When TV special “Adele Live in New York City” landed four Emmy nominations last month, it was an affirmation for the singer and her longtime manager, Jonathan Dickins, who had made the December 2015 NBC special an integral part of the rollout of her album “25” and her world tour that began in early 2016.
But the special was also a way to recognize the current realities of the music industry, where artists and their reps must use every possible opportunity to extend the brand and keep the fickle pop audience interested.
“Music specials are not that popular anymore, especially on network television,” Dickins told TheWrap this week while in Los Angeles for Adele’s eight shows at the Staples Center. “But as soon as we knew the record was going to come out, we wanted to make some event television to go with it.”
It worked: “Adele Live in New York City” was the top-rated music special since 2005. Dickins said it also served the crucial role of showing off Adele’s onstage personality – where her powerful vocals and moody songs are introduced with long, chatty and charmingly scattered monologues.
“We wanted to get the totally unscripted and off-the-cuff personality across,” he said. “The show was just planned as a way to let Adele be Adele, which she always is anyway.”
The special was taped at Adele’s first real concert in four years, and, at the 6,000-seat Radio City Music Hall, her largest show in New York to date. (She’ll soon top it with six shows at Madison Square Garden.) “And it was absolutely her call to record the show as a gig, not as TV,” said Dickins. “Everything is one take, as if you’re in the room. It wasn’t broadcast live, but the show was recorded live, and it’s very real and undoctored. There was no ‘Let’s start again,’ and no doing four different versions of a song.”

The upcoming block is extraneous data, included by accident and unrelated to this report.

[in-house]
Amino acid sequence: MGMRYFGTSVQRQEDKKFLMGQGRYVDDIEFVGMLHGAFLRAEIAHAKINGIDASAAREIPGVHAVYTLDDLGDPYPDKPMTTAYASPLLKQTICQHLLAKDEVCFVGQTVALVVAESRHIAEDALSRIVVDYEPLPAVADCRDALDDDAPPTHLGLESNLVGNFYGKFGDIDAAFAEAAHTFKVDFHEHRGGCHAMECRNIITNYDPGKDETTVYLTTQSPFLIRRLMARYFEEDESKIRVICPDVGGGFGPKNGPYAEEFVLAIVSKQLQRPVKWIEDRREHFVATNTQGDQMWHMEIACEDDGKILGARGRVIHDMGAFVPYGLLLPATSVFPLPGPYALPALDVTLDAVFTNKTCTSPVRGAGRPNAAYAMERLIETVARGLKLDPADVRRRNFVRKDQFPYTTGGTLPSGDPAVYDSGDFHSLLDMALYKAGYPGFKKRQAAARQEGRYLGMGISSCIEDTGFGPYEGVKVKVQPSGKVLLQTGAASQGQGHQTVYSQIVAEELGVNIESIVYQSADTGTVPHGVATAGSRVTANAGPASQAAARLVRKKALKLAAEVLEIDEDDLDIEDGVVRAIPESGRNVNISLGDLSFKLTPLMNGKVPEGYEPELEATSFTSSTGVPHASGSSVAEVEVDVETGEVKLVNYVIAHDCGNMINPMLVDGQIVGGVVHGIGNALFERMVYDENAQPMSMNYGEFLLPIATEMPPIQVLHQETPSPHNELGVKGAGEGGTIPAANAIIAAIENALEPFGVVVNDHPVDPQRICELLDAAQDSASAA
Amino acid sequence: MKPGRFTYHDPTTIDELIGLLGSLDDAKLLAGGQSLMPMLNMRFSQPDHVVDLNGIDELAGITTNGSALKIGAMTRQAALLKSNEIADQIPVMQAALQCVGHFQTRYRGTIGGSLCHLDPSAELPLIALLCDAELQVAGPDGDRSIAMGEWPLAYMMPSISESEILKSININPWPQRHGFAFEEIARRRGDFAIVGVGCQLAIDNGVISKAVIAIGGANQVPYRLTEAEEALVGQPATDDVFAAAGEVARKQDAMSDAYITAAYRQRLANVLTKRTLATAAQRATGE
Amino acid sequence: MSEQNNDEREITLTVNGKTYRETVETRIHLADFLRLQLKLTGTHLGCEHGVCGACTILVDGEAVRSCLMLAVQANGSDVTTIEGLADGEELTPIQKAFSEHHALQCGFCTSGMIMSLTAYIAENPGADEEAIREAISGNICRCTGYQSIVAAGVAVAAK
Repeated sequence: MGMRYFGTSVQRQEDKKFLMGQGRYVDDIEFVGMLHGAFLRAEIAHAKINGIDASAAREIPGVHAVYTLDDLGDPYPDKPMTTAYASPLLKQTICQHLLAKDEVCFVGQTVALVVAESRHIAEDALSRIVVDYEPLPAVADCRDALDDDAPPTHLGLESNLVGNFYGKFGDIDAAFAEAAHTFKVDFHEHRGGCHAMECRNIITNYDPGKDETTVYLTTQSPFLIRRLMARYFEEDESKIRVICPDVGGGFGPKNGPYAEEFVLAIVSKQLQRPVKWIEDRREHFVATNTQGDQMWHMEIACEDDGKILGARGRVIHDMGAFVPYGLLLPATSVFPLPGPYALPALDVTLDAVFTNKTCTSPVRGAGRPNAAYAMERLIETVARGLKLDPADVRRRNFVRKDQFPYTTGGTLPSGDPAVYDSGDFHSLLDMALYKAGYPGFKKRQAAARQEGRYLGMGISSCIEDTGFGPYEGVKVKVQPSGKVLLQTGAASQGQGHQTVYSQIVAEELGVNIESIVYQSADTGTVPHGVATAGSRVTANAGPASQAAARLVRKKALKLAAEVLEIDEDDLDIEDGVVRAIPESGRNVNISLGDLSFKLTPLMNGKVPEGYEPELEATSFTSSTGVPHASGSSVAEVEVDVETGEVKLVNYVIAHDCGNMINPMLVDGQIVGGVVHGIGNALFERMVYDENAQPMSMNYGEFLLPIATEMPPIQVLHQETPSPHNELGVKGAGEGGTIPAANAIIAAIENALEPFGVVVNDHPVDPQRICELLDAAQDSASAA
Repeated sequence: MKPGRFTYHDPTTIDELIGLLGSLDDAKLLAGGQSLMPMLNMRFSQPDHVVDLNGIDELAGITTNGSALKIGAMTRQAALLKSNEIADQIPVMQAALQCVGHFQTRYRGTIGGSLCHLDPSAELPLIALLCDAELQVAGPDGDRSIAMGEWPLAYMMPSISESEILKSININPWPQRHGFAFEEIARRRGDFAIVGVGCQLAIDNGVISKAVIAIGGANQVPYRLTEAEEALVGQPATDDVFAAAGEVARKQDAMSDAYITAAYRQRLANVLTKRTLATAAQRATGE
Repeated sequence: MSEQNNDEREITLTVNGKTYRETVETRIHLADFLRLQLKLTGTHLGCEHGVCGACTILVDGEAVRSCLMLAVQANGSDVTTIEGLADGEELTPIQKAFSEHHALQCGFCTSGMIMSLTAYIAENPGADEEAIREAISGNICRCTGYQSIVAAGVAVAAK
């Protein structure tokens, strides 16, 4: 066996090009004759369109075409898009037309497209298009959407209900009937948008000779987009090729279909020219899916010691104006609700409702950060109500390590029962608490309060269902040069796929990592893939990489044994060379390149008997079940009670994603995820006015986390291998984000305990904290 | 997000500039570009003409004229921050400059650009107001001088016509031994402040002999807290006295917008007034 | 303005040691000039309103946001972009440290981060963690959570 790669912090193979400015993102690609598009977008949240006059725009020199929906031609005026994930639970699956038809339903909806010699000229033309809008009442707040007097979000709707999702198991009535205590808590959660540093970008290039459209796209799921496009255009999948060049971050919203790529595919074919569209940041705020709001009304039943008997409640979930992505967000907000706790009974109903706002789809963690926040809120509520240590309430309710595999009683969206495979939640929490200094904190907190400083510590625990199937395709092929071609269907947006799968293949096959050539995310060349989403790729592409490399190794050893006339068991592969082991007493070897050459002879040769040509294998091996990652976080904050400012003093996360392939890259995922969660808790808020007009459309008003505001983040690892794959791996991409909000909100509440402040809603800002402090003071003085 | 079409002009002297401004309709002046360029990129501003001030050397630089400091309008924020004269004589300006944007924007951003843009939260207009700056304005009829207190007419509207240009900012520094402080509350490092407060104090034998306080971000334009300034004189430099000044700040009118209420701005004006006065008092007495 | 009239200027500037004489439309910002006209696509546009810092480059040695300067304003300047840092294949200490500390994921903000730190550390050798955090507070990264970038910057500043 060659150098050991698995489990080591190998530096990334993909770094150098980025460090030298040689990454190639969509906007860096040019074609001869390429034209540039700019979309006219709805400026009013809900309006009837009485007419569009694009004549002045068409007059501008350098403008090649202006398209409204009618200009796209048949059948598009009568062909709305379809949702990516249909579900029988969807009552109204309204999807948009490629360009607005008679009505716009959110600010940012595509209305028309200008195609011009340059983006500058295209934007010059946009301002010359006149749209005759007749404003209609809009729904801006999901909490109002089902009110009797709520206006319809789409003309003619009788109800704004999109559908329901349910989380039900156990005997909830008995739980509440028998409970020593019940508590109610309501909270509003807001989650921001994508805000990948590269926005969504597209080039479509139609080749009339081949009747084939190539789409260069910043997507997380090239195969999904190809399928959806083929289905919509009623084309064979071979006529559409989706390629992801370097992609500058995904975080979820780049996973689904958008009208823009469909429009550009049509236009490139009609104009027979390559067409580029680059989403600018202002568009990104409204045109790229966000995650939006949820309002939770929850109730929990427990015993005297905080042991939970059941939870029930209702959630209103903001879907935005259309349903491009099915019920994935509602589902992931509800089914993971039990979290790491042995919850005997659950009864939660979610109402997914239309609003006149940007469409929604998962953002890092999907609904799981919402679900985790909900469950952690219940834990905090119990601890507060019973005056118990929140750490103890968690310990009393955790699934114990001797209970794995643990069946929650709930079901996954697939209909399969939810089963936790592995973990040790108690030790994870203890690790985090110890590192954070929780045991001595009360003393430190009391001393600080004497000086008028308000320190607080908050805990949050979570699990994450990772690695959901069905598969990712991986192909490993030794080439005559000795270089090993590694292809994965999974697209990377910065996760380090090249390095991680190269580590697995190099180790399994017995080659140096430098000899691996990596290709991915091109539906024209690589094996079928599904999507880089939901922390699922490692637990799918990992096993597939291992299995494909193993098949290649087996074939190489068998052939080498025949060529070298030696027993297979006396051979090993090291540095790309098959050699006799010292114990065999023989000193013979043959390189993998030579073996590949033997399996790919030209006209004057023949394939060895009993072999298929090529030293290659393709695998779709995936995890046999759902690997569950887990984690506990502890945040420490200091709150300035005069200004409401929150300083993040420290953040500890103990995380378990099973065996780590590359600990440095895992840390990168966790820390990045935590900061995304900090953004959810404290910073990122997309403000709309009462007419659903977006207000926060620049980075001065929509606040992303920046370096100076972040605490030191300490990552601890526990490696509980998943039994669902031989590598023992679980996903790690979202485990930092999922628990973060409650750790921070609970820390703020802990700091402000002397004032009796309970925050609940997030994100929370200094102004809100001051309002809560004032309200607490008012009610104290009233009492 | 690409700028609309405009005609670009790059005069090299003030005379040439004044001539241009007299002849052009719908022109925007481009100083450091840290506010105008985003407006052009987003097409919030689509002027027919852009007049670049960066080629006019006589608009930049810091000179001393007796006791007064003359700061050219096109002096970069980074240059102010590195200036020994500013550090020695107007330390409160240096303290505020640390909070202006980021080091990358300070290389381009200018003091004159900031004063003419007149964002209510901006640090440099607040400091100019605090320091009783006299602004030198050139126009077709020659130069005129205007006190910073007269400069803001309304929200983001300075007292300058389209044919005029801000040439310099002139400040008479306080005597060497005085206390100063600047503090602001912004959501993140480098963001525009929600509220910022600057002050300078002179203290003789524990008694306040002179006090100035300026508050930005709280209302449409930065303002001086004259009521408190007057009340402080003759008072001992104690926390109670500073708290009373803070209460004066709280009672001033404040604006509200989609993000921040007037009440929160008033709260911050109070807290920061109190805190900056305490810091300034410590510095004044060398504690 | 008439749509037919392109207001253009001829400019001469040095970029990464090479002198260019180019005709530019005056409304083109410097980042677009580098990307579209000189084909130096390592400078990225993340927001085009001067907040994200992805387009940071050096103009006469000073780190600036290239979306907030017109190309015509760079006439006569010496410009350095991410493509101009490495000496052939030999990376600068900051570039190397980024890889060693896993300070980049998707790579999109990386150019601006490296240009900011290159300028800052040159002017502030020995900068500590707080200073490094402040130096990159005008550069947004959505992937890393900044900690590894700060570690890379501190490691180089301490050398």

Dickins said they opted for NBC, and for executive producer Lorne Michaels, because “Saturday Night Live” had been the key to Adele breaking out in the U.S. market in 2008. “‘SNL’ was instrumental in breaking ‘Chasing Pavements’ in particular,” he said of the singer’s first U.S. hit.
“And the timing of that show was crucial: It was the Sarah Palin show, so there were a lot of eyeballs on it, and her record and career really reacted.”
From a business standpoint, the special was simply a matter of increasing exposure to an artist who would have sold millions of albums regardless. “It’s about extending the reach of how great an artist she is,” Dickins said. “Ultimately, the business strategy is to make content as creative as you possibly can — and when you do that, things fall off the back of that and you get everything you possibly can.”
Dickins has been around the music industry his entire life: His grandfather founded the influential British music magazine NME in the 1950s, his uncle was the UK chairman of Warner Bros. and his father is a booking agent. So he’s seen enormous changes in the industry, which in the last two decades has seen the collapse of CD sales and the rise of streaming, which can provide substantially less income for an artist.
Hence strategies like the TV special to extend the reach of Adele’s tour — although he admits that she’s not exactly the right artist to use if you’re judging the current health of the record business.
“For sure, recorded-music income isn’t what it used to be in most cases,” he said. “I think Adele is a little bit of an outlier in that regard. But money is now made from touring — and, if you choose to, from all the other things you can spin off of that. And potentially, the biggest artists can make more money now than they could in the past.”